Kylie Manning`s work celebrates and embraces a violent sensuosity that is both the nature of painting and of desire.  Her paintings are about being picked up, swept away, and dissolved into a mass of pure sensation.

- Eric Fischl



Alaskan painter Kylie Manning returns to Chiapas to present a selection of new works - the result of the artist's ongoing preoccupation with destroying previous compositions and creating a new found space from the remains.  Aftermath explores the wake of violence in theory and application by reconstructing previous paintings into images dealing with abandoned space.  Through her work she arranges visual information to produce images that reflect (on) the process of their making.  The formalistic aspect of Manning's work is infiltrated with whimsey, allowing a dialogue between the surface relationship and the work's perspective.

- Ruomi Lee Hampel



In her latest series, Manning uses large-scale oil paintings to lift up the rug and peer beneath at the dusty past of the glorified wild frontier.  Nestled between smart painting and gorgeous painting, she playfully reworks the image of the American Cowboy over and over, challenging the cliché with a kind of friendly aggressiveness.  The works are riddled with contrasting qualities, are all at once masculine yet feminine, emotional yet withholding, solemn yet hilarious.  These oppositions create a kind of vibrating tension just beneath the surface of the paint, a life force.

At first glance, there is a quality to the paintings that almost looks like something that's been hunted, a buck turned inside out, organs and sinews freshly exposed to the air.  That's not to say there is a grotesque quality to the paint, rather a glistening rawness that looks at the same time alluring-- practically delicious-- yet taboo somehow.  A native Alaskan, Manning grew up engulfed in vast, wild landscapes with a certain spirit, a shared essence, that binds frontiers intimately with human beings.  It is the kind of sensuousness that illuminates an almost secret agreement between all forms of life.  Manning grew up untamed; open, running through forests and tumbling down gritty mountainsides.  One can almost see her younger self, with knotted hair and skinned knees, triumphantly galloping across a plain of weeds and gravel in her own childhood games of Cowboys and Indians, unaware of their sociopolitical implications and how they would later inspire her.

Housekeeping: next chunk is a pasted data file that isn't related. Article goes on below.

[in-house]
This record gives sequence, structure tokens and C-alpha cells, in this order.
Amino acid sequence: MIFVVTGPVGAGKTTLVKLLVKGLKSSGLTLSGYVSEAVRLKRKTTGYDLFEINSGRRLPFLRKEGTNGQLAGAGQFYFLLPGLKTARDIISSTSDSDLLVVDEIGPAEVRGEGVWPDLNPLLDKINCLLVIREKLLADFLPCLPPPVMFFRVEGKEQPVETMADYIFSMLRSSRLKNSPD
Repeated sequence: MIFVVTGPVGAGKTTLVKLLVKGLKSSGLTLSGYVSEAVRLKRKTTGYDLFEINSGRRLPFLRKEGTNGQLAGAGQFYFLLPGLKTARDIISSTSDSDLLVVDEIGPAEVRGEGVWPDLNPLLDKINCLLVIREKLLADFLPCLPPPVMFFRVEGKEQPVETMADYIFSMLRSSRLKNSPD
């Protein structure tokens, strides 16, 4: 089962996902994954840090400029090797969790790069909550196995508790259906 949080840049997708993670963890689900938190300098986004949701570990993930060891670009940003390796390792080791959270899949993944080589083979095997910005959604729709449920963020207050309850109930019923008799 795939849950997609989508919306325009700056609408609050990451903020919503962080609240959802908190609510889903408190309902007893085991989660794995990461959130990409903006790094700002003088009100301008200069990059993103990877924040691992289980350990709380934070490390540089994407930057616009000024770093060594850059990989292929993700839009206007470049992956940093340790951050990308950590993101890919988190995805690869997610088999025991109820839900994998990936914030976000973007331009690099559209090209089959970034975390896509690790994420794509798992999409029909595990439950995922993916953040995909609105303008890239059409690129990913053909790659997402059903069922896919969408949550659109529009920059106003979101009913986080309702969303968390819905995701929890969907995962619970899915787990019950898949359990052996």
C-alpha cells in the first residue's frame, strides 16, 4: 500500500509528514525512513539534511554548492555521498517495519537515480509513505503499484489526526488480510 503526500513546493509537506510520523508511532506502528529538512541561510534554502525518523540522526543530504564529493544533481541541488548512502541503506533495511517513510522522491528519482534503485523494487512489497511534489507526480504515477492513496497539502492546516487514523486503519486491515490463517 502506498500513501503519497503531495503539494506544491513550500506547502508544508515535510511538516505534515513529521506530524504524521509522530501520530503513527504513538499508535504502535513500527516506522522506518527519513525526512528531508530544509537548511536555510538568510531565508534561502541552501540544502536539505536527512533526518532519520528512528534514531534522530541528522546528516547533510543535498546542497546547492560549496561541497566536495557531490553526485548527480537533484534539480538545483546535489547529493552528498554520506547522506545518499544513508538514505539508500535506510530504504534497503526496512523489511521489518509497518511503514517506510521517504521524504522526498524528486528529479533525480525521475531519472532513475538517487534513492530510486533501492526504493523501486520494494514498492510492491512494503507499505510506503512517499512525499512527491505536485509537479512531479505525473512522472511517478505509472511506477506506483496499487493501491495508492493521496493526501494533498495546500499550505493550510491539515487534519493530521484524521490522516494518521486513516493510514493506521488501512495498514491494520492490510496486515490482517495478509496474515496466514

The subverted American masculinity in Manning's work is not always easy to behold-- while contextually rich, the artist refuses to reveal too much, seems to want to challenge us, play with us, and this is absolutely instrumental to the success of her canvases. A virtuoso with color and texture, she is able to transport us into a warmly sensuous yet brutally erotic memory of a world that once was. The series, aptly titled By the Horns, bucks and sways-- it is alive, inquisitive and strong, a portrait of the artist herself somehow.

- Katie Armstrong



Fisticuffs, uses three segments to mark increments in the development of her painting ‘research’.  She used each segment to give the viewer insight into her own character, personality, and position in painting.  Through the use of chaptered masculine imagery, Manning exposes a rhythm, using form as a shell to direct color and line to the viewer.  The paintings have brilliant academic moments that slow down the viewer giving them informative landing pads, which guide them through patches of un-abashed anti-forms.  The third and final segment, brings the transition full-circle, conceptualizing historical iconography on unbleached linen.

Although painting for so long, there remains something pure and secretive, her paintings reflect what she gains from the world—taking in some sort of essence of what is around us and putting it out there for all to see.  Manning’s gift of painting comes from an innate sense of intuition untouched by the outside world.  Her vision comes through clearly, giving life to vibrating, electrical form.   

- Fridey Mickel



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